Sexual dysfunction in PD impacts more men than women. Do not hesitate to any address any sexual health changes with your doctor.
How does Parkinson’s play a part in erectile dysfunction in men?
Male impotence, otherwise known as erectile dysfunction (ED), refers to difficulty with achieving and maintaining an adequate erection. Erectile dysfunction warrants a thorough evaluation so the physician or other healthcare provider can look for all possible causes, especially diabetes (which can cause autonomic neuropathy) and other disorders.
Many men have benefited from the release and widespread use of ED treatments — from those that must be injected into the penis to oral preparations. While these medications are contraindicated in certain heart conditions, they are generally safe to use in combination with anti-Parkinson’s medicines and more effective in younger age groups.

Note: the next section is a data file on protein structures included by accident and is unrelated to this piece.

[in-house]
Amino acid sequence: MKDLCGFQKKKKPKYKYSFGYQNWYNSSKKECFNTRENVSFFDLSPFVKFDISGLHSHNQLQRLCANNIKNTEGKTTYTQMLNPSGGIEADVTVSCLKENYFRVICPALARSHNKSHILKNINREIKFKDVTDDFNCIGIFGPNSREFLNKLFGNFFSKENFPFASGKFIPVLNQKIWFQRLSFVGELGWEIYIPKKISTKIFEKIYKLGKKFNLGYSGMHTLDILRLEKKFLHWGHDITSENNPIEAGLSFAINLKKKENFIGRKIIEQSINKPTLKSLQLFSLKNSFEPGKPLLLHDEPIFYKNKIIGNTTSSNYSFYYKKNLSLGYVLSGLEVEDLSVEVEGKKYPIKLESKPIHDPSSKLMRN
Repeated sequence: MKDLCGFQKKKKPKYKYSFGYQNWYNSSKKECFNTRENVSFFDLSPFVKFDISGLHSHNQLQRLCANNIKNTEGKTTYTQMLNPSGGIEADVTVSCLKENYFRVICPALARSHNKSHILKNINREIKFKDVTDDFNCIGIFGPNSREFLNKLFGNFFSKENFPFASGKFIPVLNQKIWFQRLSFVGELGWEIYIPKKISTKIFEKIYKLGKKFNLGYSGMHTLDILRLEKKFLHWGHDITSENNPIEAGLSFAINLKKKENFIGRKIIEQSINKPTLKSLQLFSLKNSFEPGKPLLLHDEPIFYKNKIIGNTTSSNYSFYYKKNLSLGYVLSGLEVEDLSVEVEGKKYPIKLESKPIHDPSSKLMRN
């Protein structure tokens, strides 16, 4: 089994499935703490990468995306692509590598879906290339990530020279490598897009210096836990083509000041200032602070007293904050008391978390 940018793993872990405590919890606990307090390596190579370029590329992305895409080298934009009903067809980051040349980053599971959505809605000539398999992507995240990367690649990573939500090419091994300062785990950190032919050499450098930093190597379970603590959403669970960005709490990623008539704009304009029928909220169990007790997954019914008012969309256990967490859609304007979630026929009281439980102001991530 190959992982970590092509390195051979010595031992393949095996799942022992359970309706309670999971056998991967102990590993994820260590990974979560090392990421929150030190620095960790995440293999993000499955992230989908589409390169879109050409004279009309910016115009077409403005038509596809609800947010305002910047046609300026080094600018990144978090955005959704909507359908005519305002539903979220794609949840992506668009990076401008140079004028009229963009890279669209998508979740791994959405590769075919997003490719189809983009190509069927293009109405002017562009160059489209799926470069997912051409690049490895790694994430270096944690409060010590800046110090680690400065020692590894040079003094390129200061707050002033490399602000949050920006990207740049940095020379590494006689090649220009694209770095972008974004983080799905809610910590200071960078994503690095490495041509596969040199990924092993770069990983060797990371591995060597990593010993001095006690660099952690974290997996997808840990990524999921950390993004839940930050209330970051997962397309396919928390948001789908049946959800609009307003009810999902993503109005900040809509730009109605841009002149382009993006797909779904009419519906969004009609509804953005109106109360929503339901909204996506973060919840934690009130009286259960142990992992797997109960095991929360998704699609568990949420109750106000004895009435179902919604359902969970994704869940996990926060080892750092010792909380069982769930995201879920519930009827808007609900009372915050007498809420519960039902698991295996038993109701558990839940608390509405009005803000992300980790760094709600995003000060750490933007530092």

As with other non-motor symptoms, the doctor or other healthcare provider should conduct a complete physical examination and consider other causes of impotence and decreased libido, including poor circulation to the genitals that commonly occurs in diabetes and peripheral vascular disease, enlarged prostate, depression and other medical conditions.